Furthermore, climate change and ocean acidification have already begun to stress the Atlantic environment and ecosystem. Sea level rise and extreme weather events, exacerbated by warmer air and ocean temperatures, already threaten coastal communities. The massive destruction caused by Hurricane Sandy emphasized these risks and demonstrated the fragility of our coasts. We appreciate the work that BOEM has done to help our communities rebuild, but are concerned that these rebuilding efforts could be severely undermined by offshore oil and gas leasing. The Atlantic Ocean and the individuals that depend on this area, whether for their livelihoods or as recreational users, should not also be forced to contend with the threats of a major oil spill, or for that matter the widespread industrial development that would be necessary for developing an oil and gas industry in the Atlantic.
While states bordering the North Atlantic Planning Area are united in their opposition to offshore oil and gas drilling, we understand that elsewhere in the Atlantic there is likely to be interest in proceeding with oil and gas exploration and development. We believe that an analysis of drilling in the Atlantic should be holistic: ocean currents and marine species do not recognize artificially drawn planning boundaries, and the consideration of any individual Atlantic planning area should also include an analysis of the potential effects on neighboring planning areas and throughout the entire ocean ecosystem.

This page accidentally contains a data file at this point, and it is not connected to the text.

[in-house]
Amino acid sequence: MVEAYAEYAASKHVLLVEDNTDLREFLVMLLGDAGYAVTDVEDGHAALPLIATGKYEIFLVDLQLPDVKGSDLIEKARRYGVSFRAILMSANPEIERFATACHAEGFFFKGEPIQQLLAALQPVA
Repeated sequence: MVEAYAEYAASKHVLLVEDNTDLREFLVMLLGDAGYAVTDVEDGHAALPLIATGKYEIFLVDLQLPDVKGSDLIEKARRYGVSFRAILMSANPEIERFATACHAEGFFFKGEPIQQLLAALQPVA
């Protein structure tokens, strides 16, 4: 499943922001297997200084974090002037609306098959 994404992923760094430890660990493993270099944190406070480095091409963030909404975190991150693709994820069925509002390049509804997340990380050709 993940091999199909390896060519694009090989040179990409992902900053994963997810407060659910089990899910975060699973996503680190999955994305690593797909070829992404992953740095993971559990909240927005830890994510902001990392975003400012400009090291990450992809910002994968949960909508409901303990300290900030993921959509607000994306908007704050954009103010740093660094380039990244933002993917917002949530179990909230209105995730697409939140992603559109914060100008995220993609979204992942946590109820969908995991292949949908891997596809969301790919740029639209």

We appreciate the efforts of the Department of the Interior to improve the safety and oversight of offshore drilling, but we are simply unwilling to accept the tremendous risks of an oil spill in the Atlantic, which would vastly outweigh any potential gains from drilling. We again thank you for excluding Atlantic leasing from the 2012-2017 program and ask that you consider our strong opposition to future leasing in the Atlantic through all stages of development of the 2017-2022 Five-Year Program.

Here are the 37 total co-signers, organized by state:
Connecticut Delegation

Rosa DeLauro (CT-03)

Delaware Delegation
John Carney

District of Columbia Delegation
Eleanor Holmes Norton

Florida Delegation

Corinne Brown (FL-05)
Kathy Castor (FL-14)
Alcee Hastings (FL-20)
Ted Deutch (FL-21)
Lois Frankel (FL-22)
Debbie Wasserman Schultz (FL-23)

Maine Delegation
Chellie Pingree (ME-01)
Mike Michaud (ME-02)

Maryland Delegation
John Sarbanes (MD-03)
Chris Van Hollen (MD-08)

Massachusetts Delegation
Richard Neal (MA-01)
Jim McGovern (MA-02)
Niki Tsongas (MA-03)
Joe Kennedy (MA-04)
Katherine Clark (MA-05)
John Tierney (MA-06)
Mike Capuano (MA-07)
Stephen Lynch (MA-08)
Bill Keating (MA-09)

New Hampshire Delegation

Annie Kuster (NH-02)
Carol Shea-Porter (NH-01)

New Jersey Delegation

Frank Pallone (NJ-06)
Albio Sires (NJ-08)
Bill Pascrell (NJ-09)
Rush Holt (NJ-12)

New York Delegation
Grace Meng (NY-06)
Paul Tonko (NY-20)

North Carolina Delegation
David Price (NC-04)

Rhode Island Delegation
David Cicilline (RI-01)
Jim Langevin (RI-02)

Virginia Delegation
Bobby Scott (VA-03)
Jim Moran (VA-08)
Gerry Connolly (VA-11)

As you can see, it had the support of the full Congressional delegations of Delaware, the District of Columbia, Maine, Massachusetts, New Hampshire, and Rhode Island. It also had the support of all members of the Democratic delegation from Virginia.

Most, but not all, of the co-signers represent coastal districts.